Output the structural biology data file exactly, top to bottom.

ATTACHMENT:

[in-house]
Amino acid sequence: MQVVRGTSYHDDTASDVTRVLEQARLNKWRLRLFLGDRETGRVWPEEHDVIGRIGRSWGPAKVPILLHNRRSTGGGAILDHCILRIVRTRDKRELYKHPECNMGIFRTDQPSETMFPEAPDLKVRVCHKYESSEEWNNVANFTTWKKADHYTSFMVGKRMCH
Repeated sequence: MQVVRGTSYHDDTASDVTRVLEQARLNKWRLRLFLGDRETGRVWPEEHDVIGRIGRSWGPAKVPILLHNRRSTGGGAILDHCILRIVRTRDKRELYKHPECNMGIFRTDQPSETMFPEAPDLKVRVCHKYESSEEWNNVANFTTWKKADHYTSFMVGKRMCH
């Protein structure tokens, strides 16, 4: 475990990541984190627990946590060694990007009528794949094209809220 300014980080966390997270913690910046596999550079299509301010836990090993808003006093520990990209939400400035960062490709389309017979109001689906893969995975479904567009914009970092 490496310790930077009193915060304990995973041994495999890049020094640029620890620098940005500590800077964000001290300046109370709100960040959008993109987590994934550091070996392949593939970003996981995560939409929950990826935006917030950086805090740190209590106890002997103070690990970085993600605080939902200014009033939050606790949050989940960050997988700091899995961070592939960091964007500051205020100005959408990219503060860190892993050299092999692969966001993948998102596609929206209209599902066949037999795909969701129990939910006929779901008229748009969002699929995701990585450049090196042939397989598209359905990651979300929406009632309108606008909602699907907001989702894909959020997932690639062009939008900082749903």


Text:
[in-house]
Amino acid sequence: MQVVRGTSYHDDTASDVTRVLEQARLNKWRLRLFLGDRETGRVWPEEHDVIGRIGRSWGPAKVPILLHNRRSTGGGAILDHCILRIVRTRDKRELYKHPECNMGIFRTDQPSETMFPEAPDLKVRVCHKYESSEEWNNVANFTTWKKADHYTSFMVGKRMCH
Repeated sequence: MQVVRGTSYHDDTASDVTRVLEQARLNKWRLRLFLGDRETGRVWPEEHDVIGRIGRSWGPAKVPILLHNRRSTGGGAILDHCILRIVRTRDKRELYKHPECNMGIFRTDQPSETMFPEAPDLKVRVCHKYESSEEWNNVANFTTWKKADHYTSFMVGKRMCH
């Protein structure tokens, strides 16, 4: 475990990541984190627990946590060694990007009528794949094209809220 300014980080966390997270913690910046596999550079299509301010836990090993808003006093520990990209939400400035960062490709389309017979109001689906893969995975479904567009914009970092 490496310790930077009193915060304990995973041994495999890049020094640029620890620098940005500590800077964000001290300046109370709100960040959008993109987590994934550091070996392949593939970003996981995560939409929950990826935006917030950086805090740190209590106890002997103070690990970085993600605080939902200014009033939050606790949050989940960050997988700091899995961070592939960091964007500051205020100005959408990219503060860190892993050299092999692969966001993948998102596609929206209209599902066949037999795909969701129990939910006929779901008229748009969002699929995701990585450049090196042939397989598209359905990651979300929406009632309108606008909602699907907001989702894909959020997932690639062009939008900082749903």